Inside Out Gaming

Landmark Christian School is excited about how children learn and ways to make learning come alive. Mr. Baffour Osei teaches his students how to be successful in STEM, then he steps back and encourages them to take the lead. By doing this, Mr. Osei allows space for the magic of learning to happen. 
Playing to Learn 
Ninety percent of children play video games - they have become part of our world. Recently, 9th-grade Engineering and Design student Levi Trask created a video game to learn more about programming and design, using computer software called Unity to create code to simulate gravity, motion, rotation, and regeneration. Through a second software called Blender, he designed obstacles for the game’s main characters to overcome. 

Levi explains, "I started with the question of order. I had an idea about a game but wasn't sure where to begin ordering the game's creation sequence. The most challenging aspect was not having any prior knowledge of programming before beginning this class. The software was new to me." When students have a solid foundation to begin with, they know enough to apply it. The next step of the process of learning will present itself. Part of it is knowing enough to ask the next right question. 

Levi took the strong foundations he had been taught by Mr. Osei and built from there. He applied and built upon his knowledge each step of the way. "When I got stuck, I would research. You have to know enough to ask the next right question,” he shares. With that, he could draw from a variety of informational sources to uncover what he needed to know. As he mastered one step of design, the next question would reveal itself. As he built upon his coding, programming, and design knowledge, he also made the game.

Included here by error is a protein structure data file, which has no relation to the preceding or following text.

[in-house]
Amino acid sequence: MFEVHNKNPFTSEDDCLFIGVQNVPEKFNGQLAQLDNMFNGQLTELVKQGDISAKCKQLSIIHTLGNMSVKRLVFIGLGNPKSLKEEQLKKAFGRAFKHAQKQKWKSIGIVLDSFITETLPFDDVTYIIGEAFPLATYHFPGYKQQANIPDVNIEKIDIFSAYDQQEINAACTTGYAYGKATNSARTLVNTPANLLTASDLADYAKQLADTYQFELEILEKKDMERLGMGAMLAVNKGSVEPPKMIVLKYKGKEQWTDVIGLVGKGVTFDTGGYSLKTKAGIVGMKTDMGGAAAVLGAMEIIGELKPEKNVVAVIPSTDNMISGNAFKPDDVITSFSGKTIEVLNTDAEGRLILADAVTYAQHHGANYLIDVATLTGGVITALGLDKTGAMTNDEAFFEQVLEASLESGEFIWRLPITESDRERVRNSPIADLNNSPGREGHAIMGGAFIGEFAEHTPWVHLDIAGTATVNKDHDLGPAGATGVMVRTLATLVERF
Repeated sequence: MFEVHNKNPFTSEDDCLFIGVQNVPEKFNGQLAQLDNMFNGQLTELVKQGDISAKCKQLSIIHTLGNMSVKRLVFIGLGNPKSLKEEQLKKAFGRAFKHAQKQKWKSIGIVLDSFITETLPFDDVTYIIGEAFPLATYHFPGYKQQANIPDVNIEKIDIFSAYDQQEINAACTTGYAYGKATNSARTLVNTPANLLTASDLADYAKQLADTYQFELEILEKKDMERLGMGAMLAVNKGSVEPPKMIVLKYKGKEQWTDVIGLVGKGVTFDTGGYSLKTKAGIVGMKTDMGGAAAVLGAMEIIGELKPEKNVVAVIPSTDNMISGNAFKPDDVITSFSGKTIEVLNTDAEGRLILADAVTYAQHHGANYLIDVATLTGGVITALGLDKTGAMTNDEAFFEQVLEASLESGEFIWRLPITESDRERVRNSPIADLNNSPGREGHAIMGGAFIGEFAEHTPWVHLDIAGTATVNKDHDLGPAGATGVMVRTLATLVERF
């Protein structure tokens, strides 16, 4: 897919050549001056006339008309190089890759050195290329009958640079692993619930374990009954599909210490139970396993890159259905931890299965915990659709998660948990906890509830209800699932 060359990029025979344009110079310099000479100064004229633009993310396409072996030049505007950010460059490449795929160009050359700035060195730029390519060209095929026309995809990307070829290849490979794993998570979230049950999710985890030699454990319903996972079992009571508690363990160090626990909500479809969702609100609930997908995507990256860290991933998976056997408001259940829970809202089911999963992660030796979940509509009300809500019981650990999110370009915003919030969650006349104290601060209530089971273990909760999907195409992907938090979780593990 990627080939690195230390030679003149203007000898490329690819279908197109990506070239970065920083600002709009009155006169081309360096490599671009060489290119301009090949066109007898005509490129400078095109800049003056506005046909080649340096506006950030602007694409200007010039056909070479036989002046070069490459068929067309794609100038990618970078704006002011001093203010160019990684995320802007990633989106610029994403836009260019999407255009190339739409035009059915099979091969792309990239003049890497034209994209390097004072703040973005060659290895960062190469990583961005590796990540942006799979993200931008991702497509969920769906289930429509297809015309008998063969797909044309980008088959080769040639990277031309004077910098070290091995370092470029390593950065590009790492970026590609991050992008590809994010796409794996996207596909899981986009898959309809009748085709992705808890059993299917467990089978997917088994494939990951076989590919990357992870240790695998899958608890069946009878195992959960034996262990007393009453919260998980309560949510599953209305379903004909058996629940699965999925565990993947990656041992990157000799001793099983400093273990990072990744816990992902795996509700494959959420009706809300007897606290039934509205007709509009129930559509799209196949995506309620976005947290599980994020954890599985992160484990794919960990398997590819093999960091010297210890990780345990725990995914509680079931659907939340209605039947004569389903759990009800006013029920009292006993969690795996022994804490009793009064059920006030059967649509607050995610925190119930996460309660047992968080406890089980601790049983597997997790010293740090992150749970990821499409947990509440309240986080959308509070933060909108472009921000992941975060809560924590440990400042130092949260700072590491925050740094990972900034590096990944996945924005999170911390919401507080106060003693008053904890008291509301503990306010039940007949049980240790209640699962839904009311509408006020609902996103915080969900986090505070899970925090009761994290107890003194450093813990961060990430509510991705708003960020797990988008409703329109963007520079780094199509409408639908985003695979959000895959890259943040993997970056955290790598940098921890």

Next Steps
Levi learned from this process that he could take something he enjoys doing and create something new. He would like to move into 2-D game creation in a style similar to Mario Brothers. Levi also learned that to move forward with an idea, we first have to be willing to step out of our comfort zone and, like the character in his game, continue to build skills by tackling the obstacles in front of us. Trust what we know so far, continue asking questions, and be bold enough to risk it in creative spaces.  

“Over my time at Landmark Christian School, my role as a teacher continues to reveal itself to me. At first, I thought I had to guide my students most of the time and be involved in a majority of the steps; however, I have now come to understand that it is my responsibility to provide the best learning environment, whatever that means and however it changes. And while this could change, right now I have learned the best teacher for my students is not me, but experience: I give them the basics to let them know what is out there so that they know how to approach it and ask useful questions. Afterward, I get out of their way and let the experience of building something give them depth within that subject matter. This personalizes the learning process for them because they only come to me with questions that are relevant to what they are doing in that moment and those building experiences are what transform the subject matter from just a topic of discussion to something that by virtue of necessity in the moment has become important.

As I find better approaches, I will continue to adjust, but for now, this is where I am. Levi’s success in building his video game from scratch even though I taught him nothing about creating video games is a testament to my earlier statement of just creating a solid learning environment and getting out of the way.” 
Every student prepared to impact the world for Jesus Christ

Landmark Christian School

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